[Show abstract][Hide abstract] ABSTRACT: X-ray rocking curves in the Bragg-Laue case diffracting from the side surface of a plane-parallel crystal have been measured using a high-resolution optical system. The full width at half-maximum of the rocking curves is approximately three times narrower than that measured from the top surface. The characteristics of the transmitted beam from the side surface are almost the same as those through a thin crystal in the Bragg case. The rocking curves and the direction of X-ray energy flow in the crystal observed in the experiment can be reproduced using Wagner's approach [Wagner (1956), Z. Phys. 146, 127-168].
Acta Crystallographica Section A Foundations of Crystallography 10/2008; 64(Pt 5):515-8. · 2.24 Impact Factor
[Show abstract][Hide abstract] ABSTRACT: Variations of peak position of the rocking curve in the Bragg case are measured from a Ge thin crystal near the K-absorption edge. The variations are caused by a phase change of the real part of the atomic scattering factor. Based on the measurement, the values of the real part are determined with an accuracy of better than 1%. The values are the most reliable ones among those reported values so far as they are directly determined from the normal atomic scattering factors.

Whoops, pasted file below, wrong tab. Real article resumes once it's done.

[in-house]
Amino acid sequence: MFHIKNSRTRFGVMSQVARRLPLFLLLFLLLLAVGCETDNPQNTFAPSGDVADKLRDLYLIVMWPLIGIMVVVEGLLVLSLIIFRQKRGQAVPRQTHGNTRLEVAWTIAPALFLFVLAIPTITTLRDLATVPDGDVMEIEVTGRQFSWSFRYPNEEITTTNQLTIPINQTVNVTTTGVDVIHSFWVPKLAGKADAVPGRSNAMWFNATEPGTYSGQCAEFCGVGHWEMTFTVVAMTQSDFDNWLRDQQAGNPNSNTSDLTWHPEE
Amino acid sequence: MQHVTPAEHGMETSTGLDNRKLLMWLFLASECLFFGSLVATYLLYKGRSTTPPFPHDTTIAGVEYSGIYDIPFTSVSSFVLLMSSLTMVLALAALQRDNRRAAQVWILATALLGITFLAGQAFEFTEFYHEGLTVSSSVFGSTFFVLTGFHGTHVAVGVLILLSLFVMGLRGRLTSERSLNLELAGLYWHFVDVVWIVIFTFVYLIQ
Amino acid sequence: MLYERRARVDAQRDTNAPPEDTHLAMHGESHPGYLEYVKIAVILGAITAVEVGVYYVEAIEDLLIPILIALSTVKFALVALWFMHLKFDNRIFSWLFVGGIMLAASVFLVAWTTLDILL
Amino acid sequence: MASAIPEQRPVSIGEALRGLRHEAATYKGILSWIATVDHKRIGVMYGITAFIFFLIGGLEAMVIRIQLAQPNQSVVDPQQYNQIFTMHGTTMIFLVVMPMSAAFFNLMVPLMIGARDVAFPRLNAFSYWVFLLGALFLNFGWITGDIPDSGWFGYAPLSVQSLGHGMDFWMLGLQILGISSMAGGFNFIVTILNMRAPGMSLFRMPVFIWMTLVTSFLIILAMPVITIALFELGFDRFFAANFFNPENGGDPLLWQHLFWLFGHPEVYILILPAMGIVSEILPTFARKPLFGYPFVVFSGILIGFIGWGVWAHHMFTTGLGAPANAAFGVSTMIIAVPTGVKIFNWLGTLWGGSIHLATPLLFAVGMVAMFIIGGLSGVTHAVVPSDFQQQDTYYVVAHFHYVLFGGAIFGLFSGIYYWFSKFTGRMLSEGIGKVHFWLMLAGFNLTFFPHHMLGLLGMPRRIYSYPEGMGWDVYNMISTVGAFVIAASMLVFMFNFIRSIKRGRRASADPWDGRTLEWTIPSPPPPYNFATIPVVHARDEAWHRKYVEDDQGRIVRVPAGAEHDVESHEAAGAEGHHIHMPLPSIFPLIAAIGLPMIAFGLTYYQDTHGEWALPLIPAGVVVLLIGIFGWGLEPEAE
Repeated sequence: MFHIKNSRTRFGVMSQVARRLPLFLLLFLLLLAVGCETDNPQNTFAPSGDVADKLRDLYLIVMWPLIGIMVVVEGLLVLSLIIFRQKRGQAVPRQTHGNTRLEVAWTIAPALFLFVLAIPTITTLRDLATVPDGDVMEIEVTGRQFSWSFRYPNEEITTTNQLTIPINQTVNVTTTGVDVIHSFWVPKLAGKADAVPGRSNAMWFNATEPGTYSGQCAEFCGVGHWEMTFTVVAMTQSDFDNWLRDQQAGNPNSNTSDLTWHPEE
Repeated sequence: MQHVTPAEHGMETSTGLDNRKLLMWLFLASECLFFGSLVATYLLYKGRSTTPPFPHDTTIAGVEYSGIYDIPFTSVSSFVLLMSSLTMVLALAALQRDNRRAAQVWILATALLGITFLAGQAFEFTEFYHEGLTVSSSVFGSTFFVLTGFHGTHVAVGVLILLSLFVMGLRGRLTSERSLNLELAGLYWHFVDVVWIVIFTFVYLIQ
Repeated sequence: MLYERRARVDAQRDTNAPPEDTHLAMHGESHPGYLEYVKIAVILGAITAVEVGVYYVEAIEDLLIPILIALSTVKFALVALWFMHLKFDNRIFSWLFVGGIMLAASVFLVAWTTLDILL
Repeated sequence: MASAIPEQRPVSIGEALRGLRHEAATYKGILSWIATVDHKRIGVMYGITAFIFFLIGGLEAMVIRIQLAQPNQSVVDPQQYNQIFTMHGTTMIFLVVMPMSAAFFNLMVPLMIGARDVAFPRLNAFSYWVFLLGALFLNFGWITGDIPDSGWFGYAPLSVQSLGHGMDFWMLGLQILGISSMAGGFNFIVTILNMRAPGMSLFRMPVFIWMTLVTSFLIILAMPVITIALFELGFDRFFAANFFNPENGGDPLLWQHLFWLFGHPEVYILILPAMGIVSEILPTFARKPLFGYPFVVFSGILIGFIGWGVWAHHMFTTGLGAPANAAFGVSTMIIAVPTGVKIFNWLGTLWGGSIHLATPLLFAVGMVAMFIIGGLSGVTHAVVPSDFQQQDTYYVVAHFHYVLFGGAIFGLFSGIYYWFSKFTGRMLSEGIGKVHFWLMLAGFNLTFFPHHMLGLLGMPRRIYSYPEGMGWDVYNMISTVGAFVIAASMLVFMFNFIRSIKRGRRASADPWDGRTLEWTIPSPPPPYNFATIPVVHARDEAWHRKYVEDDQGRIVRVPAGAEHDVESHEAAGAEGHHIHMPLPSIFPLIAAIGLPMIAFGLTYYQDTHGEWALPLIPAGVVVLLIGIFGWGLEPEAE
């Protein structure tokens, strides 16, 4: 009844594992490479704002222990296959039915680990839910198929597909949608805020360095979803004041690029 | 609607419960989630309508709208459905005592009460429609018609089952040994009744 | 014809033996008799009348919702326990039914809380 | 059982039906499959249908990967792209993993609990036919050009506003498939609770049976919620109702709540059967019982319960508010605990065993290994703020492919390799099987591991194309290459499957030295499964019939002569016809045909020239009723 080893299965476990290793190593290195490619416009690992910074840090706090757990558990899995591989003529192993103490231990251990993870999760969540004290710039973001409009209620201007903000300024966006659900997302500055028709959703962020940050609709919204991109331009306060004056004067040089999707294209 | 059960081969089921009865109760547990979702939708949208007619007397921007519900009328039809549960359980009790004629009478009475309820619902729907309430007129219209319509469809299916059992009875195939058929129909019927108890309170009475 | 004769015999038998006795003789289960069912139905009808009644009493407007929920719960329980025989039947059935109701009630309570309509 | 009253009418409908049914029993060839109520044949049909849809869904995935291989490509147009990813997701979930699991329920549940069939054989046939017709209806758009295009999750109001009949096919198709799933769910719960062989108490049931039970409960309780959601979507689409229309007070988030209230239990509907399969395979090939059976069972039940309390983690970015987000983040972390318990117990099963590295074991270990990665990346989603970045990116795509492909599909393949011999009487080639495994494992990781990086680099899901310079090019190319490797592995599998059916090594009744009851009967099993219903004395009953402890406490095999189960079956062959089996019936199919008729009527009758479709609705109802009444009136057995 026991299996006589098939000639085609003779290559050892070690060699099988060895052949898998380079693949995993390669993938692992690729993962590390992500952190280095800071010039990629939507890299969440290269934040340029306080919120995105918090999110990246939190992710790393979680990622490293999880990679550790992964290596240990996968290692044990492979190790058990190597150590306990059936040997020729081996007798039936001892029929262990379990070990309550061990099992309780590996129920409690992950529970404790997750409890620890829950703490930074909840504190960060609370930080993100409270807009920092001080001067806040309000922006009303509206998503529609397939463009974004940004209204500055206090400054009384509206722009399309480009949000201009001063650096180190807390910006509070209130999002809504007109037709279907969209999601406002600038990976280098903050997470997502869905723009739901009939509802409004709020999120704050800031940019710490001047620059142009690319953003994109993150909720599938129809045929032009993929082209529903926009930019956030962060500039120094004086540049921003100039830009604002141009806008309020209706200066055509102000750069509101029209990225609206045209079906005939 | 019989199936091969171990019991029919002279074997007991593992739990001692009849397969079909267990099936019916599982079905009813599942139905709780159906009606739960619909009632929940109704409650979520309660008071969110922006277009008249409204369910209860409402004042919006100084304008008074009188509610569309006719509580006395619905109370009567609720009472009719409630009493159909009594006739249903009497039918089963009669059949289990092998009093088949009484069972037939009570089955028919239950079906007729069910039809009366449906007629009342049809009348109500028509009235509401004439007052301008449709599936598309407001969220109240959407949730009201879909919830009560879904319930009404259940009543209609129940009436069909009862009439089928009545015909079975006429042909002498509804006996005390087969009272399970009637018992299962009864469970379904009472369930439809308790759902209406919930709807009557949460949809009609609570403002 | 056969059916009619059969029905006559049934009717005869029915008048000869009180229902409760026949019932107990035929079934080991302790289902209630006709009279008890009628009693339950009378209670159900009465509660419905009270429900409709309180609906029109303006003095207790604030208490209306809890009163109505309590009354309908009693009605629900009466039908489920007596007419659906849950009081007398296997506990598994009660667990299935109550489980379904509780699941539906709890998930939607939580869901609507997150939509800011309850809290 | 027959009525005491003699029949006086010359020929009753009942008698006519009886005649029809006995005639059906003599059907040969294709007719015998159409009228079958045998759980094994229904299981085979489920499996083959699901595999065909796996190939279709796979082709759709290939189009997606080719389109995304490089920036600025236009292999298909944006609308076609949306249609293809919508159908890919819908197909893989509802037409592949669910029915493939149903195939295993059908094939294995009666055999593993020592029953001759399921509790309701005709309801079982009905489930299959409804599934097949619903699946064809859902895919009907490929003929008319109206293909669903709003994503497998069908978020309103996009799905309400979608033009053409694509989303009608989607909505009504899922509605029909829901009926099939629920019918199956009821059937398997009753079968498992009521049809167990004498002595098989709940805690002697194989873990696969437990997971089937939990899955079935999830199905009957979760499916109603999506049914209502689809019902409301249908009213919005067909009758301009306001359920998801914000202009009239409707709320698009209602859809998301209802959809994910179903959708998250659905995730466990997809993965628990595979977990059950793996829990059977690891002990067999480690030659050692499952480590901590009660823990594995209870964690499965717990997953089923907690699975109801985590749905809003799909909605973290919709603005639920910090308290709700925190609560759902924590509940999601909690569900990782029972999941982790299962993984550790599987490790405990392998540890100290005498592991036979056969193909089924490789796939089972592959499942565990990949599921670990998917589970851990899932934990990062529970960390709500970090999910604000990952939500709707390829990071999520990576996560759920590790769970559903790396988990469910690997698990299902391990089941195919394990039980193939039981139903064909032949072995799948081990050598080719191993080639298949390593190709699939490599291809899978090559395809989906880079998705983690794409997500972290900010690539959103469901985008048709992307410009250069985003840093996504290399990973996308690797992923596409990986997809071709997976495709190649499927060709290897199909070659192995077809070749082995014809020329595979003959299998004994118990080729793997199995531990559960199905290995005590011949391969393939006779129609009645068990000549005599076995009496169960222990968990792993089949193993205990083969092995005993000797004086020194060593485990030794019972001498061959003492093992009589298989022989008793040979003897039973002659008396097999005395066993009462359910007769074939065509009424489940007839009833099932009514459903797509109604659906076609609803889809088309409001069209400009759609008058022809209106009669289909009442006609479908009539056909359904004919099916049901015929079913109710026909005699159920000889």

Acta Crystallographica Section A Foundations of Crystallography 04/2008; 64(Pt 2):321-5. · 2.24 Impact Factor
[Show abstract][Hide abstract] ABSTRACT: X-ray interference fringes in diffraction beam from side surface of a thin plane-parallel crystal in Bragg-(Bragg)m-Laue case are measured and analyzed by using Wagner's approach. The origin of the interference fringes is explained by interference between the diffraction beam in Bragg-Laue case and that in Bragg-Bragg-Laue case. A part of the beams from side surface cannot be explained by the interference effect, but can be explained by the effect of confined beam.
Journal of The Physical Society of Japan - J PHYS SOC JPN. 01/2008; 77(10).
[Show abstract][Hide abstract] ABSTRACT: We have observed the interference fringes that are in phase with each other in the diffracted and transmitted rocking curves of GaAs 200 reflection near the K-absorption edge of As. The fringes are in contrast with the well-known Pendellösung fringes that are anti-phase with each other in the diffracted and transmitted waves. The origin of the in-phase interference fringe is analyzed to be due to the diffraction only by the imaginary part of the atomic scattering factor. It is also shown that the interference fringes become typical Pendellösung fringes when the diffraction is caused only by the real part.
Journal of the Physical Society of Japan 01/2008; 77(2). · 2.09 Impact Factor